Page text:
To a certain level, mortgage lenders do not view debt as a no-go on offering you a home loan. Collections and judgments from private entities hurt, but nothing hurts as bad as owing the government unpaid funds. Even if the debtor is the federal government, though, it doesn’t automatically disqualify you from seeking a mortgage. It just makes it more complicated and requires some extra financial diligence on your part.
How Complicated Is Obtaining A Mortgage If I Owe The IRS?
The IRS has several options in their arsenal to collect unpaid taxes, including placing liens on real estate and bank accounts assets should you fail to respond to their official notice within 10 days. These show up in your credit report, often even after bankruptcy.
Federal debt is particularly problematic if you’re seeking a government-backed mortgage, such as a VA or FHA loan. While it also sets warning bells a ringing for private lenders, it doesn’t make it impossible to get a loan so long as your taking the appropriate steps to rid yourself of the lien.
The bottom line is that it’s complicated to obtain a loan with or after a federal lien, but not impossible.
Extra Hurdles Are Involved In Getting A Mortgage For Borrowers With A Federal Lien
Of course, it’s ideal to pay off the lien before applying for a mortgage. That’s not always possible, however. Now, the question for the lender becomes of effort. What are you, the borrower, doing to honor the debt? What level of effort is expected will depend on the type of loan being sought. Another big consideration is how that effort impacts your debt to income ratio.
Veterans or military personnel trying to get a VA mortgage approval, for example, would face proving they have an acceptable IRS repayment plan, have timely honored the repayment plan for at least a year, a satisfactory debt to income ratio, and honestly disclosed the existence of the lien on the loan application.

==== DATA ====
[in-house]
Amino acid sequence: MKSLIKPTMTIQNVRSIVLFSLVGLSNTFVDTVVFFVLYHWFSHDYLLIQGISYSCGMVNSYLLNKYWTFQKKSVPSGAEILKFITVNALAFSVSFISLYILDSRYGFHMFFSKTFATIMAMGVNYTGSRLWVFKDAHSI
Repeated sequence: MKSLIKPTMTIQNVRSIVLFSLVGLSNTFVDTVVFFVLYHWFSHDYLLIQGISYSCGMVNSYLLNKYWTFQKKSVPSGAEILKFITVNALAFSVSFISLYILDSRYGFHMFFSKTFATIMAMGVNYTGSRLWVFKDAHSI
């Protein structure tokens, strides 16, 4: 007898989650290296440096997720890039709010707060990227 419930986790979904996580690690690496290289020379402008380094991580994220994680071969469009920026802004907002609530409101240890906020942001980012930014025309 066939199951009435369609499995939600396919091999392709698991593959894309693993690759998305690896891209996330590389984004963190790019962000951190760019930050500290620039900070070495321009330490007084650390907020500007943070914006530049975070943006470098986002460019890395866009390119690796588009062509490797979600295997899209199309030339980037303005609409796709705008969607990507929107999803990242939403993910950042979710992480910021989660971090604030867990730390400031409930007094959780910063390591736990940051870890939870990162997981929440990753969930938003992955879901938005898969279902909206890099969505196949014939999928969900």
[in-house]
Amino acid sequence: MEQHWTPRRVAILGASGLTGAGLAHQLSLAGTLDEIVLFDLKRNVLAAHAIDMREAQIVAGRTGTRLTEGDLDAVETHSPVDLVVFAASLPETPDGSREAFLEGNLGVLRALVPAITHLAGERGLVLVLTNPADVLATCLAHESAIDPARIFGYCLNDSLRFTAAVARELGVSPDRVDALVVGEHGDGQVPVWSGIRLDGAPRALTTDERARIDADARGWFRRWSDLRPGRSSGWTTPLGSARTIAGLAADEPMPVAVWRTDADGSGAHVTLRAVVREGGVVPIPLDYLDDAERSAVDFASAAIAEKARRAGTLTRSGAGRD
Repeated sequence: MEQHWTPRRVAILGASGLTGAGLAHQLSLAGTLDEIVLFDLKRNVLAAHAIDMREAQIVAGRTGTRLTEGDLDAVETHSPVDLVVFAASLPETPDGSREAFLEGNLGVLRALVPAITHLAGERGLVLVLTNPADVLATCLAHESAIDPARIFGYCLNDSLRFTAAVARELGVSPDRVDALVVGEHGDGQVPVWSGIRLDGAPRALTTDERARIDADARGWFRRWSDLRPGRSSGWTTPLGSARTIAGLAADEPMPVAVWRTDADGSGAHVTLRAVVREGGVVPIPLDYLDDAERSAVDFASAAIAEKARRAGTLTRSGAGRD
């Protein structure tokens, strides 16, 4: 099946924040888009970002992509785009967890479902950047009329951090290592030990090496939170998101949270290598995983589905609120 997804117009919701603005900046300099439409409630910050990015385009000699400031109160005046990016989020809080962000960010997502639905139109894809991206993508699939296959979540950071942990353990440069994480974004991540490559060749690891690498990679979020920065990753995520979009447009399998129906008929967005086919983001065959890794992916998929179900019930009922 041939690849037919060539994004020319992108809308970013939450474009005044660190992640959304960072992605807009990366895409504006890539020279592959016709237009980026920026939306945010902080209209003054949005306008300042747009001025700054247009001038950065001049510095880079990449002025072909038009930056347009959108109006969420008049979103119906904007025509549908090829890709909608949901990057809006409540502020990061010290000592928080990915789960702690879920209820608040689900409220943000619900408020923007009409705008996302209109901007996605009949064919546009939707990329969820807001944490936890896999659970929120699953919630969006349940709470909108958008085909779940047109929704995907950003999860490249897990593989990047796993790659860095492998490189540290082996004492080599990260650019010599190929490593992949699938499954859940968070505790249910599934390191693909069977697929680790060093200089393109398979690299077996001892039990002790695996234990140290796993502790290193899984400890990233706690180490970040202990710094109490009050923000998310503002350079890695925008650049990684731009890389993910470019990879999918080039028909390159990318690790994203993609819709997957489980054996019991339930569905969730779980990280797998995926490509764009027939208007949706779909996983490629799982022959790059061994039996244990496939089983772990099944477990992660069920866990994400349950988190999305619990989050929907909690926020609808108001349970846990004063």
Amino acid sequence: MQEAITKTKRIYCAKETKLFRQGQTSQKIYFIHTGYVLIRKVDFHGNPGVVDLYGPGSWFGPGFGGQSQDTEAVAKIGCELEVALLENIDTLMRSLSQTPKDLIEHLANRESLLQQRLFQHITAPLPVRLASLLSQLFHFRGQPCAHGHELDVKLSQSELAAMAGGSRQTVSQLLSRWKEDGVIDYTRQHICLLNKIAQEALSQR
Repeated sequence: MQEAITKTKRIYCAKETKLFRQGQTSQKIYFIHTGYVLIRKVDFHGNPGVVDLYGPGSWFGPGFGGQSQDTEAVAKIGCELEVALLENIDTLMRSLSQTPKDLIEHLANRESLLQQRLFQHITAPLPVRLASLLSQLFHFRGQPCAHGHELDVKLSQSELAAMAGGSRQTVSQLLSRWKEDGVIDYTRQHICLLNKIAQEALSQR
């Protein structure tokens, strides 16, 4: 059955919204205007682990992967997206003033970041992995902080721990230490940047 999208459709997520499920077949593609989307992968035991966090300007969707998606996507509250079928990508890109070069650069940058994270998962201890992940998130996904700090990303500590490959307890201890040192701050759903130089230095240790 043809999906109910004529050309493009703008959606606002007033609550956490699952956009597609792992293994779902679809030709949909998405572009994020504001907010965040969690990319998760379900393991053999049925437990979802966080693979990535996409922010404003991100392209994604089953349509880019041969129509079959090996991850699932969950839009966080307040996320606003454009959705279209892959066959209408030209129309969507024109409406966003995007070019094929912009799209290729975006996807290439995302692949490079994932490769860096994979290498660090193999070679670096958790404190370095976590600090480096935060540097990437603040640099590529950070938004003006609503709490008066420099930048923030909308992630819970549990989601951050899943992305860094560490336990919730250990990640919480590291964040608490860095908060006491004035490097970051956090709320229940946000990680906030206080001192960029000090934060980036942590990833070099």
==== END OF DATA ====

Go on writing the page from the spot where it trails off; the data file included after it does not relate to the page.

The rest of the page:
Automated underwriting can be problematic for any type of mortgage loan involving a borrower with a lien. Lenders, if they’re willing, can use manual underwriting to get around the issue. This involves a more in-depth assessment of your financials and more stringent requirements than traditional underwriting, including requiring a much lower debt to income ratio.
What Can I Do To Improve My Chances Of Getting A Mortgage As A Borrower With A Federal Lien?
•Pay off the lien as soon as possible.
•Show good faith that you’re making consistent, timely, and full payments to rectify the federal IRS debt.
•Keep your debt to income ratio as low as possible, meaning avoid depleting your purchasing power by creating more debts and utilizing credit limits.
•Ensure that all other debts are paid timely and in full & routinely monitor your credit reports.
While not impossible, obtaining a mortgage as a borrower with a lien on their financial records means that you’ll have to take an active role in jumping across a significant amount of extra hurdles to satisfy a mortgage lender.